What does segmental lean analysis actually mean?


19.04.17 at 12:23 pm

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Body Composition

Throughout the summer the Yellow Jersey team have been attending cycling and triathlon events across the country conducting segmental lean analysis with our InBody Machine. It’s been hugely popular with people lining up for 20 mins, desperate to find out ‘what they’re really made of.’

If you’re lucky enough to have been armed with this information, what does segmental lean analysis actually mean? How can this knowledge help your cycling and triathlon?

InBody Composition results

Regularly monitoring body fat and muscle development can help you understand how your diet, lifestyle, and exercise regimens influence your body composition. Knowing how your body works can help you target and reach your long term fitness goals faster and more efficiently.


We’ve outlined a number of the terms used on the InBody composition read-out here:

  • Normal Ranges– this column is next to the one that displays your personal readings. The normal ranges have been established by analysing national averages and determining what is optimal from a health perspective. Although being super lean might be great for your race times, it might not be ideal when it comes to supporting your body to complete its core functions.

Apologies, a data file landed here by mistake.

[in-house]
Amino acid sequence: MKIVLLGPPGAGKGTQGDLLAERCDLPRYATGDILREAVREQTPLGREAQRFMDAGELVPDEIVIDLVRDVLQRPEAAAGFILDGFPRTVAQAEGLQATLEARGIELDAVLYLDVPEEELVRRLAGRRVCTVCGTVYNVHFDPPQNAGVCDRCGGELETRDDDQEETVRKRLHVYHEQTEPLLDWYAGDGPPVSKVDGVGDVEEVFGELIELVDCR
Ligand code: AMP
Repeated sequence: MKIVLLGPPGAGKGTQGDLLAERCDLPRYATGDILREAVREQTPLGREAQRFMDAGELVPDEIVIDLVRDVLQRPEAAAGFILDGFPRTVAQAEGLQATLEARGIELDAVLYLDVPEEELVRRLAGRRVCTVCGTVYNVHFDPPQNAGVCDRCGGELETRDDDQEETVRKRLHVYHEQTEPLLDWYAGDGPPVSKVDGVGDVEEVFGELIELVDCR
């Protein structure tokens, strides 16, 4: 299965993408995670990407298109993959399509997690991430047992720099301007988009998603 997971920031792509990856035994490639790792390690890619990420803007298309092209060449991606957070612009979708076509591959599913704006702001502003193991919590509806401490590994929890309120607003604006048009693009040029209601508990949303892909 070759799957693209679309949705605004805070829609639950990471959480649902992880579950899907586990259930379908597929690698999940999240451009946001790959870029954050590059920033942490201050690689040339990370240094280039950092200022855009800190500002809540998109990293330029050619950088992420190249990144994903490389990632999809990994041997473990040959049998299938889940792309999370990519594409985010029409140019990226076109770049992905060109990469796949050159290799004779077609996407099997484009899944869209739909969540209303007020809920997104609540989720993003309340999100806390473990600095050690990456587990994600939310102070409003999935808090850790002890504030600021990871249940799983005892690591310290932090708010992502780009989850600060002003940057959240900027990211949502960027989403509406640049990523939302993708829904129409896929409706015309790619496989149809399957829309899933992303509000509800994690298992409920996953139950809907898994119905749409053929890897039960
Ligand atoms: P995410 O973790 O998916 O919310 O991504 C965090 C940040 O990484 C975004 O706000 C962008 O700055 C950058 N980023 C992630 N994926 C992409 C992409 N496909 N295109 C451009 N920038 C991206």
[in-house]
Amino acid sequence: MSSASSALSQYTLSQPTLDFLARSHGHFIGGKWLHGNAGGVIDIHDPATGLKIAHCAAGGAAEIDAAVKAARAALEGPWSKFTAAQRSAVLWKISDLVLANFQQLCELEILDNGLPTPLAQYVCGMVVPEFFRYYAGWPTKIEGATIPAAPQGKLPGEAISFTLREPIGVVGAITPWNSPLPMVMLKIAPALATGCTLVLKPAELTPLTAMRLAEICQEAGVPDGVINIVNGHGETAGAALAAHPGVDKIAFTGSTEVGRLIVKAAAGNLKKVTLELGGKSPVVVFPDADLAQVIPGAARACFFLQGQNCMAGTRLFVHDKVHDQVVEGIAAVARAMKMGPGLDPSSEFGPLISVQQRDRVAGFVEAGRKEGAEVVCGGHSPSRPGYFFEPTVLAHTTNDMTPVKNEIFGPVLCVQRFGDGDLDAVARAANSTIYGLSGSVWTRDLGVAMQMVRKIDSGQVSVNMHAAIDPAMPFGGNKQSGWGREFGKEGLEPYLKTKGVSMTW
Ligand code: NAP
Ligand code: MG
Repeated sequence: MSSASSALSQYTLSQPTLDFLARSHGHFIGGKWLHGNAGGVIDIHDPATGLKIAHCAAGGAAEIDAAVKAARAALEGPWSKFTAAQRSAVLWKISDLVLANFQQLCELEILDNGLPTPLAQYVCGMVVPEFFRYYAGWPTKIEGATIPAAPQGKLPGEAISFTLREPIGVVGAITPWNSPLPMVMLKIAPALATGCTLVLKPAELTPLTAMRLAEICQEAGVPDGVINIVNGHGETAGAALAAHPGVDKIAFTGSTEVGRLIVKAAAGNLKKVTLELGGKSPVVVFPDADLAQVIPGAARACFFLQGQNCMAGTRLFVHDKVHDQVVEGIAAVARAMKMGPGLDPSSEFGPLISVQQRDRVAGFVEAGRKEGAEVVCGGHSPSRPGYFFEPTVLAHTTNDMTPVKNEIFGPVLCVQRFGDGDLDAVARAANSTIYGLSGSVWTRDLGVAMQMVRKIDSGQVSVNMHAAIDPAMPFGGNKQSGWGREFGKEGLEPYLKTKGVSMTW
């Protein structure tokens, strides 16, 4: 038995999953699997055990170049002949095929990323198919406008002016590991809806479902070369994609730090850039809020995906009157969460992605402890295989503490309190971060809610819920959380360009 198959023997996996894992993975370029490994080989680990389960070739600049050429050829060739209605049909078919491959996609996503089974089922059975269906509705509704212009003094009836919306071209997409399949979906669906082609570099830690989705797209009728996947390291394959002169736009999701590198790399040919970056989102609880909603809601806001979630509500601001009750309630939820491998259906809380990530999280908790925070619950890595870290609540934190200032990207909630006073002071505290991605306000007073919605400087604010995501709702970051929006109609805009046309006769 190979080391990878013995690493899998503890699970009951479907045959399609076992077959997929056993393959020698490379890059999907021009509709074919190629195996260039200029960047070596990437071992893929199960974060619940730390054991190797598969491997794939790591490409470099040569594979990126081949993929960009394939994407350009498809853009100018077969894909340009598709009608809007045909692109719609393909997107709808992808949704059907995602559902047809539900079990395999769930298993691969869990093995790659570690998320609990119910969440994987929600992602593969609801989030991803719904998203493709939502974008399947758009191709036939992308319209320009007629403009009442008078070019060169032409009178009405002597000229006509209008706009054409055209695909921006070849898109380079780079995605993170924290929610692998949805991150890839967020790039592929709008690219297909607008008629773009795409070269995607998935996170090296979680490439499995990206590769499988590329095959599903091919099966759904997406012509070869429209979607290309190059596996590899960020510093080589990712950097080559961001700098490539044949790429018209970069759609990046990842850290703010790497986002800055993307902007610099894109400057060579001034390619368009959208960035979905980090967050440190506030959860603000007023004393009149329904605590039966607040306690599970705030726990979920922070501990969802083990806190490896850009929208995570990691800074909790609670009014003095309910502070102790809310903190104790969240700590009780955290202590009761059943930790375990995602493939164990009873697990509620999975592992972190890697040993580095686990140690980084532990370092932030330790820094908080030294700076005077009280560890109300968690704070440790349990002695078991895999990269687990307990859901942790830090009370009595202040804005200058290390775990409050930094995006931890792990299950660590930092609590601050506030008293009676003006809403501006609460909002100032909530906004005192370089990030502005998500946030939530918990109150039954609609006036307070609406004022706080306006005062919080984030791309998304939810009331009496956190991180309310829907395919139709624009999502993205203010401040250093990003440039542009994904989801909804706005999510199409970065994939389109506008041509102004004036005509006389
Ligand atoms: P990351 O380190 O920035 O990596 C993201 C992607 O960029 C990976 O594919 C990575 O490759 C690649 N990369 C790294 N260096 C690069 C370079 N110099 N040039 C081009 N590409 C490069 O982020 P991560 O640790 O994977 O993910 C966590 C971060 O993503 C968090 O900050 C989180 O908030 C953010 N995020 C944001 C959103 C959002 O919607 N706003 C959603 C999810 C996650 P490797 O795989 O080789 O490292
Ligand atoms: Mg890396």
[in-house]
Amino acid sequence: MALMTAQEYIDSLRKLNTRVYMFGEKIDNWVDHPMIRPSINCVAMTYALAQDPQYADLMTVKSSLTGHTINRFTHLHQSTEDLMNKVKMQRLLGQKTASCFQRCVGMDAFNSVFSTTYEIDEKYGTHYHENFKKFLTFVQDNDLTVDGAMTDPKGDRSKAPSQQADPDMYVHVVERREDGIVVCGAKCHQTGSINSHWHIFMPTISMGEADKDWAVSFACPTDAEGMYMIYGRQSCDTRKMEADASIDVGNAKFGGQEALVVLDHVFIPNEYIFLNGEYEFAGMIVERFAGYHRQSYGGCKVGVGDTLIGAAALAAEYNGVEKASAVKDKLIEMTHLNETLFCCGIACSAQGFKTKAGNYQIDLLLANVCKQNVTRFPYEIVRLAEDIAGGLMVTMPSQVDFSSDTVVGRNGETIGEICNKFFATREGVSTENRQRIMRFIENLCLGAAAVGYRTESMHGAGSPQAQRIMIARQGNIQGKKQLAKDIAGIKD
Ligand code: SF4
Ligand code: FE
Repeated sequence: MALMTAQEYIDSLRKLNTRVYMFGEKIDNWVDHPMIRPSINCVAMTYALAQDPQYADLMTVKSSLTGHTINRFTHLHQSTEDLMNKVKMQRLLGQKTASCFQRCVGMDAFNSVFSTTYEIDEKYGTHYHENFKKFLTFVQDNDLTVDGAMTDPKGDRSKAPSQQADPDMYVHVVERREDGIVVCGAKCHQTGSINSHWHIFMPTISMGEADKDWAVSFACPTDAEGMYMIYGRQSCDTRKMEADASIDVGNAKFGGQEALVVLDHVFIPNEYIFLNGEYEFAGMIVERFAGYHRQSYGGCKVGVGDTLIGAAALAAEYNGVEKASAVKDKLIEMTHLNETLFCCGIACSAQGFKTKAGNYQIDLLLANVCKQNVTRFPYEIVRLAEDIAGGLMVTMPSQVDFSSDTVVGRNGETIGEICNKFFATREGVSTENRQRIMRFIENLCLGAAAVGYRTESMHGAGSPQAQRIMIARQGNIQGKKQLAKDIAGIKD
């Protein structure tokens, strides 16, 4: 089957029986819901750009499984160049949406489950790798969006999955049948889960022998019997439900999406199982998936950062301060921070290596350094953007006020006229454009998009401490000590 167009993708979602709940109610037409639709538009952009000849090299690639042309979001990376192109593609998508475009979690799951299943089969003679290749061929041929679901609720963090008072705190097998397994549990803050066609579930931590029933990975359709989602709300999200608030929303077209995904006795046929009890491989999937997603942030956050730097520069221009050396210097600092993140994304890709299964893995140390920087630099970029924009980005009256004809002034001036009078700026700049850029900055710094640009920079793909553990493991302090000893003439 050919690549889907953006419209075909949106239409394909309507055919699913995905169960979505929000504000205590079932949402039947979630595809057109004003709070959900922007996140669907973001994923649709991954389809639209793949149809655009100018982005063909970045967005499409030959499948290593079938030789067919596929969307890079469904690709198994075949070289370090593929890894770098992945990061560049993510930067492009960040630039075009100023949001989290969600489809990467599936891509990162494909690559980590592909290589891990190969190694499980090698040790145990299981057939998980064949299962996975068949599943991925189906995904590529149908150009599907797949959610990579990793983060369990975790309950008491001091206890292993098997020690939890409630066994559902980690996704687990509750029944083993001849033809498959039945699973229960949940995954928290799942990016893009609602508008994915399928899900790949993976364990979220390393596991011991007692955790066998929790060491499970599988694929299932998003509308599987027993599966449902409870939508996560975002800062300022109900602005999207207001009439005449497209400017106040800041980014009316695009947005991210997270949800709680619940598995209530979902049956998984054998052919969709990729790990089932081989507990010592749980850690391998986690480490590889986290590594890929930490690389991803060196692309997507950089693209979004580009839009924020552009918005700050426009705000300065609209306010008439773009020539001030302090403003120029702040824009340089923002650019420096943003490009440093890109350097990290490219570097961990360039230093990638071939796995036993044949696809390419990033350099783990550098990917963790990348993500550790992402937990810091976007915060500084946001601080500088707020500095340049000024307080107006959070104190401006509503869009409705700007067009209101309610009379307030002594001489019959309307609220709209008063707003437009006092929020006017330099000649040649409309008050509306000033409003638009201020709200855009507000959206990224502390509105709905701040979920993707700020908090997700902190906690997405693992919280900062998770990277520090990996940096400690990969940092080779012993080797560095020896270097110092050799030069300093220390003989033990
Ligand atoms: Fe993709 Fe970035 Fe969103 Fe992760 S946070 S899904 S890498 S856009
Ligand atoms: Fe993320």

• Weight– is of course dependent on body shape and size. Not everyone’s physiology lends itself to climbing mountains and likewise not everyone can be a power house on the flats. But most cyclists know that when they’re going uphill, their power to weight ratio is key. So spending thousands of pounds on super light bikes is all well and good (and if you need insurance did I mention I know a really good company?) but the few ounces saved on that beautiful carbon frame will be pretty much redundant if you’re carrying a spare tyre – or two – round your midriff.
  • Skeletal Muscle Mass– this is the total amount of muscle contained in your body. It sounds obvious but the higher your muscle mass, the lower your body fat percentage will be.